Blaming the Democratic National Committee (DNC) for preventing him from gaining any traction, Harvard professor and campaign-finance–reform activist Lawrence Lessig dropped his bid for the Democratic presidential nomination Monday.
Though all the Democratic candidates now rail against “dark money” in politics, Lessig made the issue the centerpiece of his two-month campaign. But on Monday, he accused the powers that be of forcing him out of the primary.
“It is now clear that the party won’t let me be a candidate, and I can’t ask people to support a campaign that I know can’t even get before the members of the Democratic party, or to ask my team or my family to make a sacrifice even greater than what they’ve already made,” he said in a video released by his campaign. “I must today end my campaign for the Democratic nomination and turn to the question of how to best continue to press for this reform now.”
To participate in a DNC-sanctioned debate, candidates were previously required to earn at least 1 percent support in three national polls released during the six weeks before the event. Though polling below 1 percent in most national polls, Lessig had passed the 1 percent threshold in two such polls already, leaving him one poll shy of a spot in the second Democratic debate on November 14.
“We were well on our way to qualifying for the second debate — then the Democrats changed the rules,” read a brief statement accompanying the video. Lessig accused the DNC of reneging on their earlier plans at the last minute, issuing a revised requirement that candidates pass the 1 percent threshold in three polls conducted at least six weeks before the debate.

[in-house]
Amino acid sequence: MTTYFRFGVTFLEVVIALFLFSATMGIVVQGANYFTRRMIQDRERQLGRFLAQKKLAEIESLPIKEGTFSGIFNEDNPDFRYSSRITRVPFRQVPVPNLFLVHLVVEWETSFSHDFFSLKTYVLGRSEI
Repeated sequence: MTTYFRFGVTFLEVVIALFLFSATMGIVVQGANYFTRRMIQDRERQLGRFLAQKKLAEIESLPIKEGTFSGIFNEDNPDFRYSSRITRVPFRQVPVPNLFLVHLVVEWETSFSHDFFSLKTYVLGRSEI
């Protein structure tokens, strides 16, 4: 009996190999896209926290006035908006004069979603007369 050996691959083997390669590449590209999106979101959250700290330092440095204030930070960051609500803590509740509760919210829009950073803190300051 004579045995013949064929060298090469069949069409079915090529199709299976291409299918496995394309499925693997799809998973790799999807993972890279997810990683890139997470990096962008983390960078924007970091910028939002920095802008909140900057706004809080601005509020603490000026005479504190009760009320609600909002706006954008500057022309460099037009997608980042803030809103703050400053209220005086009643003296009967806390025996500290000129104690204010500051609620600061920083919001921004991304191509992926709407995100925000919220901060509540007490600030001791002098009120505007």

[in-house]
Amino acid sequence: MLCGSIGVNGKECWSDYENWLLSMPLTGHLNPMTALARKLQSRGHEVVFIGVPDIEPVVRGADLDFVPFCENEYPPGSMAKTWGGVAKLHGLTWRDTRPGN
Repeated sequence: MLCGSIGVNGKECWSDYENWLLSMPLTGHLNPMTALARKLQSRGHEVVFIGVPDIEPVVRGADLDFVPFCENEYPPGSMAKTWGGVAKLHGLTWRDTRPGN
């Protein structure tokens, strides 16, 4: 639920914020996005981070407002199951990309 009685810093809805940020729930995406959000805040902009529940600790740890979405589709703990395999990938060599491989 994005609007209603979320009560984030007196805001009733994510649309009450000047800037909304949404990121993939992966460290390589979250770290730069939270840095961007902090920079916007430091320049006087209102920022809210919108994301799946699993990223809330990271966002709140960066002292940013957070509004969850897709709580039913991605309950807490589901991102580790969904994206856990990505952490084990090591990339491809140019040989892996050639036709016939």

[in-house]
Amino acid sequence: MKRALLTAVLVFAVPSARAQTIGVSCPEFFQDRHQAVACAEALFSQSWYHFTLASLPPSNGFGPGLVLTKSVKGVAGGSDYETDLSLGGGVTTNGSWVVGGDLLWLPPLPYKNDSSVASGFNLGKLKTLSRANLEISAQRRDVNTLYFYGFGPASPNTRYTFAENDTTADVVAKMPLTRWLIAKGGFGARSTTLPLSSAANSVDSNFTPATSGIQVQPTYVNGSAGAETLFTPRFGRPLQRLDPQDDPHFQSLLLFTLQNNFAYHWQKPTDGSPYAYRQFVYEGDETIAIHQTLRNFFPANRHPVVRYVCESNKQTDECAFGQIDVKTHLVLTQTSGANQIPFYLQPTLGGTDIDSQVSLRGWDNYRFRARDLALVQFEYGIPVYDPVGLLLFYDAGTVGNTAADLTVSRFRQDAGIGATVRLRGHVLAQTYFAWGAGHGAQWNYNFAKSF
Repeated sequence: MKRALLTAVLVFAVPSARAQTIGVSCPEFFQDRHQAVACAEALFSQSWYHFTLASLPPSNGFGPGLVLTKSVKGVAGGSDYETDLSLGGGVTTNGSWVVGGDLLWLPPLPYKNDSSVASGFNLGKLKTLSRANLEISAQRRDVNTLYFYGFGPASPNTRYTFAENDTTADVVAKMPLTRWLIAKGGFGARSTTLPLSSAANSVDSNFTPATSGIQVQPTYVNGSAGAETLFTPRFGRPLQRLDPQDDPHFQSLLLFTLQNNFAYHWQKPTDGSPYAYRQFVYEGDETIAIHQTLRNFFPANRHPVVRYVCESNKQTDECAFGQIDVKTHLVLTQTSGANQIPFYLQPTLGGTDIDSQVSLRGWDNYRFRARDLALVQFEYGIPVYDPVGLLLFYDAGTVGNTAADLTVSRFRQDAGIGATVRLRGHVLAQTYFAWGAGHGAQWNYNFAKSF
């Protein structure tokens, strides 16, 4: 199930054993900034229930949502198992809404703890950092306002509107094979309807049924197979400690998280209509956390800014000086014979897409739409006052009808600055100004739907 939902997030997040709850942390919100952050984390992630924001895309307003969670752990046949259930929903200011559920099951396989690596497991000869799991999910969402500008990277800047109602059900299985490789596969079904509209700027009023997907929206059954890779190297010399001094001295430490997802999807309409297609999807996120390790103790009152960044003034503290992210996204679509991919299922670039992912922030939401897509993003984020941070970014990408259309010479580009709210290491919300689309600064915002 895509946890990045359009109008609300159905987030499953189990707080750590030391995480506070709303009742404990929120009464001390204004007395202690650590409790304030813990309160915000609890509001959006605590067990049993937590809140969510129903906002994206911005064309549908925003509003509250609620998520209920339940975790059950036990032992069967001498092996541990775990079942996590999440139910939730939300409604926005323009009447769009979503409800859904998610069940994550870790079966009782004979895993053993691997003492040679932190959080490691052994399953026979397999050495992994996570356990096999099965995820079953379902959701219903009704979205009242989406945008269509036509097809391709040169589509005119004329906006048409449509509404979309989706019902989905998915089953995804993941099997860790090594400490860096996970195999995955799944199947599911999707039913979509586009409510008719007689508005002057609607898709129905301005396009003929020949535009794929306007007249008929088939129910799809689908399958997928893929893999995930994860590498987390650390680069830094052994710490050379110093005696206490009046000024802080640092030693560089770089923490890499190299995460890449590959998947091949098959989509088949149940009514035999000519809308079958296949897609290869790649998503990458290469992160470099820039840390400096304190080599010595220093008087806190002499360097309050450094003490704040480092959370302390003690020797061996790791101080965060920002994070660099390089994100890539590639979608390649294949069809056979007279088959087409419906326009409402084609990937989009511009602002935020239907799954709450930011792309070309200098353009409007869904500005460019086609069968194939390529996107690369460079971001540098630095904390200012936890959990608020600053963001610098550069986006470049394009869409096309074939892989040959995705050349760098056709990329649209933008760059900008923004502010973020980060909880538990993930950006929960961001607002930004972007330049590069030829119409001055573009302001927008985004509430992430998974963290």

“Unless we can time travel, there is no way that I can qualify,” he said, explaining that he would’ve needed three polls showing him at one percent before the beginning of October. “Under this new rule, I am just shut out.”
#share#Lessig first launched his campaign in early August, after a successful crowd-sourcing operation that saw him raise $1 million through small donations. But though he is something of an Internet celebrity for his work on net neutrality, he struggled to break out of that niche. The Lessig campaign viewed debate inclusion as an essential way to introduce its candidate to the broader electorate.
#related#“From the start, it was clear that getting into the Democratic debate was the essential step in this campaign,” Lessig explained. “I may be known in tiny corners of the tubes of the Internets, but I am not well known to the American public generally.”
Though he’s had nice things to say about Bernie Sanders, Lessig has been critical of Democratic front-runner Hillary Clinton. In August, he said she wasn’t ready to be his vice president and came “from a different era.”
The DNC was equally cool to Lessig during his run. The committee refused to recognize Lessig’s candidacy, and chairwoman Debbie Wasserman Schultz ignored multiple calls to allow him a spot in the first Democratic debate last month.
— Brendan Bordelon is a political reporter for National Review.